5. Control Surfaces: this aircraft is a flying wing and has as very simple control system.  Each wing has a strip elevon that runs the length of the wing.  Aileron and elevator inputs are mixed (summed) to produce the actual control surface deflection.  In the real UAV, this mixing is accomplished in the flight control software.  On an RC airplane this mixing would be done inside the pilot’s transmitter on the ground.  In FlightGear, the mixing is done through the YAsim xml config file.  Blender has a cut function accessed by typing “Shift-K”.  I went into top view mode, drew lines for the control surface cuts and cut the mesh to create the elevons.

Textures and Painting and UV Unwrapping

This could be the subject of a book just by itself, but let me give a really quick summary.

Blender has a cool feature called “UV Unwrap” which is found in the “Mesh” menu when you are in “Edit Mode”.  There are several unwrap options, but I found “Unwrap (Smart mode)” worked the best for my purposes.  The following image shows how blender unwraps the mesh (in this case the wings and elevons.)  In the bottom panel I selected “UV/Image Editor” and it shows the unwrapped mesh image.

Now here’s the cool thing.  You can save this image out to a file and then import it back in.  Blender will use the imported image to texture the file exactly as it has been unwrapped.  So with this template image you would see a model that looks like a wireframe.  I then loaded up the images in blender and labeled each panel with a big number.  Inside FlightGear (or osgviewer) I could then identify which number corresponded to which panel (top left, bottom right, etc.)  I further edited the template file to include this extra information.  The result when drawn in FlightGear looks like this:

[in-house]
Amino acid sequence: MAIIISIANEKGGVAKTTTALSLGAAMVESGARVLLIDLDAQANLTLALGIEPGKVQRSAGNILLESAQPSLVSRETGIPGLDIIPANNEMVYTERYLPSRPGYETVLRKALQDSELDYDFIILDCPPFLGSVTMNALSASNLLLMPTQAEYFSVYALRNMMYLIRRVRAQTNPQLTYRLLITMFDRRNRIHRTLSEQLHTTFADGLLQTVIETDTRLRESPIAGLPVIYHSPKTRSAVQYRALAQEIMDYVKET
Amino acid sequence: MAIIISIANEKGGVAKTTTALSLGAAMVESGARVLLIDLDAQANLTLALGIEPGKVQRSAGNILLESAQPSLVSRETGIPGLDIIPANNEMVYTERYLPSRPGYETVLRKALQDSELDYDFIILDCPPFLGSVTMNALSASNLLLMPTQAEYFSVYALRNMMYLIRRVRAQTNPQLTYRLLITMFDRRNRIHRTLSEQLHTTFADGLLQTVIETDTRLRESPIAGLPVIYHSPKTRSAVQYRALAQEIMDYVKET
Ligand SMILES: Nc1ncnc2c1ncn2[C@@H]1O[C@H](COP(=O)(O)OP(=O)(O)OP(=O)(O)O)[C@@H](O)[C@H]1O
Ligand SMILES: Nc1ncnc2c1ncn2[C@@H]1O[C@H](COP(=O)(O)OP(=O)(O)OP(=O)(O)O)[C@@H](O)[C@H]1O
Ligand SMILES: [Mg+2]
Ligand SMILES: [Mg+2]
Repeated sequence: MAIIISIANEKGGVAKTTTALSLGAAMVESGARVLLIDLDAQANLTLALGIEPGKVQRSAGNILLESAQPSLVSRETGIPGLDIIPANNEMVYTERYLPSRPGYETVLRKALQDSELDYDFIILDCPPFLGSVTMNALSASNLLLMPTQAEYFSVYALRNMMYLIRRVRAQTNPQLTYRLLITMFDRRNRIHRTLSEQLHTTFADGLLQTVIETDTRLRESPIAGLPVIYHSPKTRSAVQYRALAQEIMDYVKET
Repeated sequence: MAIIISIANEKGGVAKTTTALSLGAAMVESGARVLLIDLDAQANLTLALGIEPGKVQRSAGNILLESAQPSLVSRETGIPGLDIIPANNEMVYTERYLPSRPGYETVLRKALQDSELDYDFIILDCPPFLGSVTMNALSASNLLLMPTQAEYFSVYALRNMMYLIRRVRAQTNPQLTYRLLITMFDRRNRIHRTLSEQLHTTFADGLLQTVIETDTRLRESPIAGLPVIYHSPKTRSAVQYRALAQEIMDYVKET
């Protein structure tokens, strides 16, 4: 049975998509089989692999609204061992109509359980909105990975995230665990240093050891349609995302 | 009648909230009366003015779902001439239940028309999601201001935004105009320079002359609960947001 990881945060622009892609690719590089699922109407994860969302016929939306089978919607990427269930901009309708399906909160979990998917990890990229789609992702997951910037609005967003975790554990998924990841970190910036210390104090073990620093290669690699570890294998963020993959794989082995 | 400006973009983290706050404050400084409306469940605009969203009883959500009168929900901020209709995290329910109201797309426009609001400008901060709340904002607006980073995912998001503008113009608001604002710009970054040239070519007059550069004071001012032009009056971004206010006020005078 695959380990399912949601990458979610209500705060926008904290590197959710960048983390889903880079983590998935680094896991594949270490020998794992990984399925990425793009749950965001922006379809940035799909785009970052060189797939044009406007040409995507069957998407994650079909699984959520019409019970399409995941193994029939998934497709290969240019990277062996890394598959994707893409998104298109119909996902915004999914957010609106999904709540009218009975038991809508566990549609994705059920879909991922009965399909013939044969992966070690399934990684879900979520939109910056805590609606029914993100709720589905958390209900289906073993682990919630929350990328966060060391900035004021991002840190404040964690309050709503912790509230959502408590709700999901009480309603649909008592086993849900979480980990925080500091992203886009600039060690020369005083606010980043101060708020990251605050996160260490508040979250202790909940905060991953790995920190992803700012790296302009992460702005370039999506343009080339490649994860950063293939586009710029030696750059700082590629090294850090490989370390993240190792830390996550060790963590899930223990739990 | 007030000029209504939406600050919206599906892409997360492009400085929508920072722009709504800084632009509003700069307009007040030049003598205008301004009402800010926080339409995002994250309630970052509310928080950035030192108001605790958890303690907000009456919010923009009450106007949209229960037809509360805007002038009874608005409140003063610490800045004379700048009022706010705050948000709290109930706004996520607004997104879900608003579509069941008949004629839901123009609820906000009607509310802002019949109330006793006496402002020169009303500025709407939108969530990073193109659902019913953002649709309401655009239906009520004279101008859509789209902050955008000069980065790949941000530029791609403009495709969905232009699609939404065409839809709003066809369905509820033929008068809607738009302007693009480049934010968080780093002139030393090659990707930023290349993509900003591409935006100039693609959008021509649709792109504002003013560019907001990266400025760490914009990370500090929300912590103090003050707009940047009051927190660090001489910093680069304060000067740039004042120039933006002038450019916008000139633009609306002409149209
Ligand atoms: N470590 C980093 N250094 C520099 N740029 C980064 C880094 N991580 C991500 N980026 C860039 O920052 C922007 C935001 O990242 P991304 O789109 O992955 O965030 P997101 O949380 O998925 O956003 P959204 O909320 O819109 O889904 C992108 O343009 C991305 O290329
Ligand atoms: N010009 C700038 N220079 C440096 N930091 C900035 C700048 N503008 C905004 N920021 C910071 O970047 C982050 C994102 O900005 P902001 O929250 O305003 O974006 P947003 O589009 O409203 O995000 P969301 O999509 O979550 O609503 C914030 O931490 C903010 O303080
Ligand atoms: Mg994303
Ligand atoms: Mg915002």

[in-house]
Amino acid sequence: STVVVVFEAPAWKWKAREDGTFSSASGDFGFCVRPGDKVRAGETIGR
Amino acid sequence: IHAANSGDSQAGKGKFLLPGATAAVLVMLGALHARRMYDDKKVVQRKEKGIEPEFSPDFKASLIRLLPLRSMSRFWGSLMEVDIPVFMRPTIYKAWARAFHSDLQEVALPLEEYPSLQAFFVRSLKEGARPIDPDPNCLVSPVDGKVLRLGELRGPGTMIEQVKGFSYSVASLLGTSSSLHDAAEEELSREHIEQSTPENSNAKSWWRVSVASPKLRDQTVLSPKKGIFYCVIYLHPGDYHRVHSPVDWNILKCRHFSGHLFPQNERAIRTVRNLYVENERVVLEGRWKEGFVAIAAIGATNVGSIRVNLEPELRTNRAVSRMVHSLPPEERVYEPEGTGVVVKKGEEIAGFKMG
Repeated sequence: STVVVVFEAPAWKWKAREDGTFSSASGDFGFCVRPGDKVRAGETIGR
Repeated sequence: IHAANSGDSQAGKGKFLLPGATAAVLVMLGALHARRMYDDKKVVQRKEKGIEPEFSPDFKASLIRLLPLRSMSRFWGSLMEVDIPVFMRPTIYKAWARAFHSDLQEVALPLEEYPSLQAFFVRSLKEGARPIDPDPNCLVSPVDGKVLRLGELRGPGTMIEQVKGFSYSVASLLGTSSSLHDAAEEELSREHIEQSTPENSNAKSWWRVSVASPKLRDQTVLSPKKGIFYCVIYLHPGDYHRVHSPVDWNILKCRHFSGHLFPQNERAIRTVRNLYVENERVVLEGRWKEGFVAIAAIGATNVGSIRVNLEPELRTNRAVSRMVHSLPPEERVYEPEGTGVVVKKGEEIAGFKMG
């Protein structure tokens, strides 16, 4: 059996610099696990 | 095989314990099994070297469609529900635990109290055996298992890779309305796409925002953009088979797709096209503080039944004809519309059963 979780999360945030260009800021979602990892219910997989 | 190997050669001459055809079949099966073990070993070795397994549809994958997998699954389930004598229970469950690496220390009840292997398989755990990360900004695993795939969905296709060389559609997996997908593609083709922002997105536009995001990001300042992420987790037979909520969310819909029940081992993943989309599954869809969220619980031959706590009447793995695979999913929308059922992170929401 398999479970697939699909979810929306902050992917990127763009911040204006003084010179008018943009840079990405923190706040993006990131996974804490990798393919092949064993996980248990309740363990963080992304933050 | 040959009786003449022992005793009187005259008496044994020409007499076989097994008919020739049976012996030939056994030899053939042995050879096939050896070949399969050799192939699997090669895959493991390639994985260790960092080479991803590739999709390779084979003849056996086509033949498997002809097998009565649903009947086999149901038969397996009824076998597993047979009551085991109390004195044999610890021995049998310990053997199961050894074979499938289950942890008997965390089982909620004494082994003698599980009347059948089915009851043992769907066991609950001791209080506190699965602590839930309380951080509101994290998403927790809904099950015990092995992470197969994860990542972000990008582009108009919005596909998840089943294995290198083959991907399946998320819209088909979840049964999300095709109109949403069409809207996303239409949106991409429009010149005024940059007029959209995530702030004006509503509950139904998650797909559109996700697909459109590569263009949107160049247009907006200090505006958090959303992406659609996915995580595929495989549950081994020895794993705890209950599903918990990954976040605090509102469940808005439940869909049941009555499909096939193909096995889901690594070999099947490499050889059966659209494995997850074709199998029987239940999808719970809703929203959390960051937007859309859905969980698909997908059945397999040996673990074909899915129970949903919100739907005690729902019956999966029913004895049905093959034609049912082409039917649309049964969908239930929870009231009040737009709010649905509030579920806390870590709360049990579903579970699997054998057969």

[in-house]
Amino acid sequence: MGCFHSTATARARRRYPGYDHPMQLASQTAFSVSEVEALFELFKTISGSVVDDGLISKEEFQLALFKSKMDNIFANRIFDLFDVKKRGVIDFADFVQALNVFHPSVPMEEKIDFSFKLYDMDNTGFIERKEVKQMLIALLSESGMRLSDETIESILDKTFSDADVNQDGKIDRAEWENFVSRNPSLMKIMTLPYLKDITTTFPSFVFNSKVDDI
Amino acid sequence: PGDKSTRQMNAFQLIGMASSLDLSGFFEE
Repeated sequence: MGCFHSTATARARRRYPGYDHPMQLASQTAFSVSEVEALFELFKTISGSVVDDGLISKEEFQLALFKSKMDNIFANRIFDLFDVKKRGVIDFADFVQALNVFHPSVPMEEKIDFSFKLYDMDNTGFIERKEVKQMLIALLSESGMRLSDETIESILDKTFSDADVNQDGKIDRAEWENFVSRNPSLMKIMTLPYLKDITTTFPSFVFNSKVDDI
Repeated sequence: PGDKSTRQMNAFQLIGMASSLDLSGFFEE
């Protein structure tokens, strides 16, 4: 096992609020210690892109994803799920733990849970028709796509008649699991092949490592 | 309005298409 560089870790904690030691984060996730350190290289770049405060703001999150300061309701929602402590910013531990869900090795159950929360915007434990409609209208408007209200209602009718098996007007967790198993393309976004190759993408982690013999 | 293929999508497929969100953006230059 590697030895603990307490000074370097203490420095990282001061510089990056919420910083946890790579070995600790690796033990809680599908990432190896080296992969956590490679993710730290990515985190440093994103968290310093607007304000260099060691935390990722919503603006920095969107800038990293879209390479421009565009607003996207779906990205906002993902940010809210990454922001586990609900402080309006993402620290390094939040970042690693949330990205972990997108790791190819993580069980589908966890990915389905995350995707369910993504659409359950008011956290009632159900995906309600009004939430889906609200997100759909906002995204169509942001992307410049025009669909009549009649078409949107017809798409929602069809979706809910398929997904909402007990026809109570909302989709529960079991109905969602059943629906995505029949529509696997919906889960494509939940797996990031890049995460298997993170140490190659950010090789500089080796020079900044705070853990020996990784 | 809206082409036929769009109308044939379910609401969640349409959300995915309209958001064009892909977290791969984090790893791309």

Now I have my “paint kit”.  I can load up the templates in gimp (or photoshop), create a new layer, and draw my color schemes and markings over the top.  For the wing panels, I did a quick hack of a coast guard-ish color scheme which looks like this:

I then export just the marking/paint layer back out to my texture files that the model references and the “finished” result looks like this:

This is still a work in progress.  I have yet to animate the control surfaces.  I also need to add a spinning propeller.  The paint scheme is just a quick example and could use many many improvements.

With the paint kit established, a variety of paint schemes can be developed.  Here are two more examples:

Official ATI scheme:

A gray camouflage scheme:

Summary

There are many steps required to model a new aircraft design in FlightGear.  Primarily this involves creating a flight dynamics (physics) model and a 3d model of the design.  Each step requires several sub-steps and there is always room for improvements and refinements.  This is an example of an R/C scale UAV.  Full scale aircraft are much more complicated involve detailed cockpits, many more animations, much more complicated 3d meshes, and much more work texturing and painting.  Hopefully I have provided a taste of what’s involved.  With a little effort any one can jump in and learn the tools to build simulated aircraft.  But it does take time and patience.

Finally, here is a (sorry, kind of crude) youtube video showing the model flying inside FlightGear: